King of the Beasts
This was the era that saw the rise of the notorious bestiarus, Carpophorus, known as “The King of the Beasts”. Carpophorus derives from Greek – it means “fruit-bearer.” His name alone was enough to fill the 250,000-seat arena and he was famous for training animals to fight against foes in the arena, as well as taking to the center himself to battle the most dangerous creatures known to man.
As Carpophorus stepped into the grand arena for the first time, showcasing his menagerie of wild beasts, the crowd erupted in a frenzy. Shrieks of excitement echoed through the stands as onlookers begged for more, even going so far as to throw women into the pit to be devoured by the animals. In the midst of this chaos, a woman accused of poisoning five individuals was brutally assaulted by a donkey in front of the spellbound crowd.
But Carpophorus was not content to simply let the bloodshed continue. With a flick of his wrist, he released even more ferocious creatures into the arena, bringing an end to the women’s suffering, and putting her on her way to the next world. He claimed that his extraordinary abilities were derived from a powerful amulet, which he ultimately traded for his freedom. Despite the fact that the amulet did not work for anyone else, the people were enraptured by Carpophorus and his feats of strength and skill.
Other competitors in the arena included better-trained, voluntary warriors such as the venatores. Carpophorus was celebrated for his bravery and skill in these deathly shows, and he was a source of awe and fear for the people of Rome.
His incredible feats were more legendary with every story told. Not only did he triumph in a match that featured three of the most feared animals in all of Rome – a bear, a lion, and a leopard – but he was also renowned for his ability to command animals to attack humans, including bulls, zebras, stallions, wild boars, and giraffes.
It was said that he killed twenty animals with his bare hands in a single battle, and he was even credited with the remarkable feat of forcing animals to rape human beings during ludi meridiani, a spectacle apparently designed to honor the god Jupiter, who was known to take animal forms in Roman myth in order to have his way with human women.
Such displays of forced bestiality, while the subject of much debate among historians, left poets and artists of the day in awe, as the combination of sex and death was too horrific to imagine. Carpophorus’ accomplishments were truly a sight to behold and his legacy continues to be celebrated by many today. His power over animals was so unmatched that the poet Martial, in his best-known work Epigrams, wrote odes to Carpophorus:
“If the ages of old, Caesar, in which a barbarous earth brought forth wild monsters, had produced Carpophorus… Marathon would not have feared her bull, nor leafy Nemea her lion, nor Arcadians the boar of Maenalus. When he armed his hands, the Hydra would have met a single death; one stroke of his would have sufficed for the entire Chimaera. He could yoke the fire-bearing bulls without the Colchian; he could conquer both the beasts of Pasiphae. If the ancient tale of the sea monster were recalled, he would release Hesione and Andromeda single-handedly. Let the glory of Hercules’ achievement be numbered: it is more to have subdued twice ten wild beasts at one time.”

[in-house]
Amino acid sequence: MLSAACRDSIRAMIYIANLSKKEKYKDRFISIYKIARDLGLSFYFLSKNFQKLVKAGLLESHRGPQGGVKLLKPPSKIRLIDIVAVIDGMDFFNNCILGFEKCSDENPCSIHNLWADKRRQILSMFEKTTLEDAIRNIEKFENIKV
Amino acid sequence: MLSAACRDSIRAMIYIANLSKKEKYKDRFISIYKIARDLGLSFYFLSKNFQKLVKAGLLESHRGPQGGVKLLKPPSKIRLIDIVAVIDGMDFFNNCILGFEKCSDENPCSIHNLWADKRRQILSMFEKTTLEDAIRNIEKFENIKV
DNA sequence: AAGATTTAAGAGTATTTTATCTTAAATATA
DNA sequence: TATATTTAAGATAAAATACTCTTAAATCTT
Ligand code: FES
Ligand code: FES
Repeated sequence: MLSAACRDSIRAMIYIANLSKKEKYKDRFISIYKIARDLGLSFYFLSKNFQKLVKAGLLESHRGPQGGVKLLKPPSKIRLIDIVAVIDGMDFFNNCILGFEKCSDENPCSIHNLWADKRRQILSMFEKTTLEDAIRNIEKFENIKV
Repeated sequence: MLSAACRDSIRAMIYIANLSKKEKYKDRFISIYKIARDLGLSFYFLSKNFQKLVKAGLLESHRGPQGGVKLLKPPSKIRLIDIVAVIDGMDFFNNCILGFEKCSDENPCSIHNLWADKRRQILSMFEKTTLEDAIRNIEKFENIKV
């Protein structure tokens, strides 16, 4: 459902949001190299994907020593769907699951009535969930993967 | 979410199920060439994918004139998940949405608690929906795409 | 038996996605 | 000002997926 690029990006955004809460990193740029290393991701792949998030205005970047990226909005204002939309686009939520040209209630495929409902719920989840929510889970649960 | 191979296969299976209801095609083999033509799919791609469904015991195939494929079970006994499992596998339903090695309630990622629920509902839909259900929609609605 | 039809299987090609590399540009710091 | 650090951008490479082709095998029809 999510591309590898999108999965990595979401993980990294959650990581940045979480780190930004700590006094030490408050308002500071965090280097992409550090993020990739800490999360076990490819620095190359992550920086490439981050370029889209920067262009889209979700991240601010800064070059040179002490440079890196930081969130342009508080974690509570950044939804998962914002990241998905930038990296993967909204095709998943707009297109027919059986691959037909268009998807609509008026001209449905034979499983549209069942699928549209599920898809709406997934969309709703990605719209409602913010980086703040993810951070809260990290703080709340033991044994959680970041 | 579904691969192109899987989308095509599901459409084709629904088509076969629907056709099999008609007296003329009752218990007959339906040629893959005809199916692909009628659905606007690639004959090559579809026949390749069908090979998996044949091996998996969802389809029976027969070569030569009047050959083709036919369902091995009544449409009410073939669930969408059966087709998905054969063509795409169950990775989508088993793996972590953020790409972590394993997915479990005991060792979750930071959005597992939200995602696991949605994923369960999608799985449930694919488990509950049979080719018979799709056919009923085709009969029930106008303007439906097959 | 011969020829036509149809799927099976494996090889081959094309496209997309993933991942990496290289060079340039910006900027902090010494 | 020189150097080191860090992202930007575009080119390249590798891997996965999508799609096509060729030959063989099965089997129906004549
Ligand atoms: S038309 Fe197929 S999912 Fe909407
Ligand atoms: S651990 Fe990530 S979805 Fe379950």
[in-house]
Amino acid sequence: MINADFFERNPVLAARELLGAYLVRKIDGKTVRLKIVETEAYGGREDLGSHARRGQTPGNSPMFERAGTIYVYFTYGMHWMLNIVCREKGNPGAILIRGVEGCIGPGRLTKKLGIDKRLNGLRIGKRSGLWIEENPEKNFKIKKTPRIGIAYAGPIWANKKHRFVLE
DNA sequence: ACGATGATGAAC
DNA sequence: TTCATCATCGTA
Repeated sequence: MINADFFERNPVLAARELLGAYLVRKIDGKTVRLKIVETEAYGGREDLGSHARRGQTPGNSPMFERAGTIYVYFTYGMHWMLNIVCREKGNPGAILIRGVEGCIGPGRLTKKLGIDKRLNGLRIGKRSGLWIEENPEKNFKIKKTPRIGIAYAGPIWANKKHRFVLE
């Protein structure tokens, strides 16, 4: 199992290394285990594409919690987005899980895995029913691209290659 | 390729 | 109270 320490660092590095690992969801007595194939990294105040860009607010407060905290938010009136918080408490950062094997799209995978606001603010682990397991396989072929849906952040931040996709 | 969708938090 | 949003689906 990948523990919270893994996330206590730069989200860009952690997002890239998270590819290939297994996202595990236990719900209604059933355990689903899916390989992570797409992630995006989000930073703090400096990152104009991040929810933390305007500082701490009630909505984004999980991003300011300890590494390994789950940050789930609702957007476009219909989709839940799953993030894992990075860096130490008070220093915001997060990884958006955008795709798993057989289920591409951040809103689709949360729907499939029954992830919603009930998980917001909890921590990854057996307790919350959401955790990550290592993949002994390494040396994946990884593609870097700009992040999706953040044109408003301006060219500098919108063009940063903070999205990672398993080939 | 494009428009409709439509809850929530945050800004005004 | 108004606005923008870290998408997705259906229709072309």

Carpophorus was a master at training animals for the Colosseum, renowned for his skill in teaching beasts to copulate with humans. He taught a variety of beasts from bulls, giraffes, leopards, cheetahs, wild boar, zebras, stallions, jackasses, and huge dogs to copulate with humans, whether they were men or women, vaginally or anally.
But Carpophorus was not content with simply training animals to copulate: he wanted to create a creature so perfectly trained that it would not feed on regular meat, and instead only desire a human as its mate. To do this, he created special training methods and named each beast after its own unique characteristics. Such remarkable skills earned him the undying roar of the crowds; whenever he would set foot in the arena, the crowds would continuously scream his name.
There was even a time when he burst into a fit of anger and killed a leopard that was much more valuable than he was; he was sentenced to death for this incident. While his sentence was being carried out, Carpophorus called out, one by one, the animals (by their individual, uniquely-given names) that were supposed to devour him; not a single one of them would dare touch him, for he was like a master and a father to them.
Despite his many skills, Carpophorus was unsatisfied and wanted a greater challenge. He saw his next feat in the stands, where his services could be bought for money. This time, instead of just normal copulation, he would train a beast on how to rape a human, particularly females, something that everyone said was impossible. By using advanced techniques and perseverance, Carpophorus trained an animal to do the unthinkable, proving that nothing was impossible. Knowing that animals moved on instinct and that their behavior could be manipulated by scent, he would wait for female animals to be in heat, collect samples, and then rub them against slaves or homeless women he had tempted to the arena.
The results were brutal and gruesome. Women from under the stands would willingly wrap themselves in these clothes, hunching to the ground and waiting for the animals to be released. Carpophorus selected only the most docile males, those that didn’t startle at the noise or freeze when confused. He released them in the pen and waited. Those women who were matched with bulls and giraffes usually didn’t survive, as the animals grew more confident and violent with each performance. But Carpophorus knew there were always more women who’d be willing, ready to perform, and properly broken down enough not to care about anything but their promised pay.